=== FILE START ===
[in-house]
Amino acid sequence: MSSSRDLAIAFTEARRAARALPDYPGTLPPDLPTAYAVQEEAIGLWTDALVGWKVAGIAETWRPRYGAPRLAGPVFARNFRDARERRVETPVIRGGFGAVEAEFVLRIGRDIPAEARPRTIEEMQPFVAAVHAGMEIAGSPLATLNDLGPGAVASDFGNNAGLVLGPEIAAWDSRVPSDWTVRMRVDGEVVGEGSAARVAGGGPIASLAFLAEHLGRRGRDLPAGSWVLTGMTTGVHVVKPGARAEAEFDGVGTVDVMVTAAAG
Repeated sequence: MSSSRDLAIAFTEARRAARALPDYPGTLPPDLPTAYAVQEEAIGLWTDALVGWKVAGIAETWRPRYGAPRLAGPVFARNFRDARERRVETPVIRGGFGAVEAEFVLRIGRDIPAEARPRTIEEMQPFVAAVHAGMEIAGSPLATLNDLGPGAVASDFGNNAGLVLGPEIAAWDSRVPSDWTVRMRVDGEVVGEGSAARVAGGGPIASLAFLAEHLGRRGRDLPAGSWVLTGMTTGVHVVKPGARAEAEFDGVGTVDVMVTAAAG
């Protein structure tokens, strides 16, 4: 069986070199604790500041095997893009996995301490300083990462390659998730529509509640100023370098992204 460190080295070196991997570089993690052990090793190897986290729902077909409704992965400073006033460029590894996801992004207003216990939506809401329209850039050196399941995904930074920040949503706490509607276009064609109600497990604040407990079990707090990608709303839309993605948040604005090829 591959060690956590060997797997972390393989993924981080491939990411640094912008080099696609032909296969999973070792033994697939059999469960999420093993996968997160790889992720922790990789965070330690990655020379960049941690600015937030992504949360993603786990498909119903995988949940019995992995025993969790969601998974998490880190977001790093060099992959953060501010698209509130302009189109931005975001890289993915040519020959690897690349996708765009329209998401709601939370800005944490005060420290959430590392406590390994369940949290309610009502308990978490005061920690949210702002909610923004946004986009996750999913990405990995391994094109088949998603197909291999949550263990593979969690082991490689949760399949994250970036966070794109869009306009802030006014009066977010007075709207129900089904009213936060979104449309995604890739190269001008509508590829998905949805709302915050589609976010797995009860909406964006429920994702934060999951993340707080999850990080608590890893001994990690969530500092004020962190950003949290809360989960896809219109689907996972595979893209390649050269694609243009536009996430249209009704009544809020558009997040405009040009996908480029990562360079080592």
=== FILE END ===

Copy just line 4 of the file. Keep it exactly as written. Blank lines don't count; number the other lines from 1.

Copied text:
């Protein structure tokens, strides 16, 4: 069986070199604790500041095997893009996995301490300083990462390659998730529509509640100023370098992204 460190080295070196991997570089993690052990090793190897986290729902077909409704992965400073006033460029590894996801992004207003216990939506809401329209850039050196399941995904930074920040949503706490509607276009064609109600497990604040407990079990707090990608709303839309993605948040604005090829 591959060690956590060997797997972390393989993924981080491939990411640094912008080099696609032909296969999973070792033994697939059999469960999420093993996968997160790889992720922790990789965070330690990655020379960049941690600015937030992504949360993603786990498909119903995988949940019995992995025993969790969601998974998490880190977001790093060099992959953060501010698209509130302009189109931005975001890289993915040519020959690897690349996708765009329209998401709601939370800005944490005060420290959430590392406590390994369940949290309610009502308990978490005061920690949210702002909610923004946004986009996750999913990405990995391994094109088949998603197909291999949550263990593979969690082991490689949760399949994250970036966070794109869009306009802030006014009066977010007075709207129900089904009213936060979104449309995604890739190269001008509508590829998905949805709302915050589609976010797995009860909406964006429920994702934060999951993340707080999850990080608590890893001994990690969530500092004020962190950003949290809360989960896809219109689907996972595979893209390649050269694609243009536009996430249209009704009544809020558009997040405009040009996908480029990562360079080592």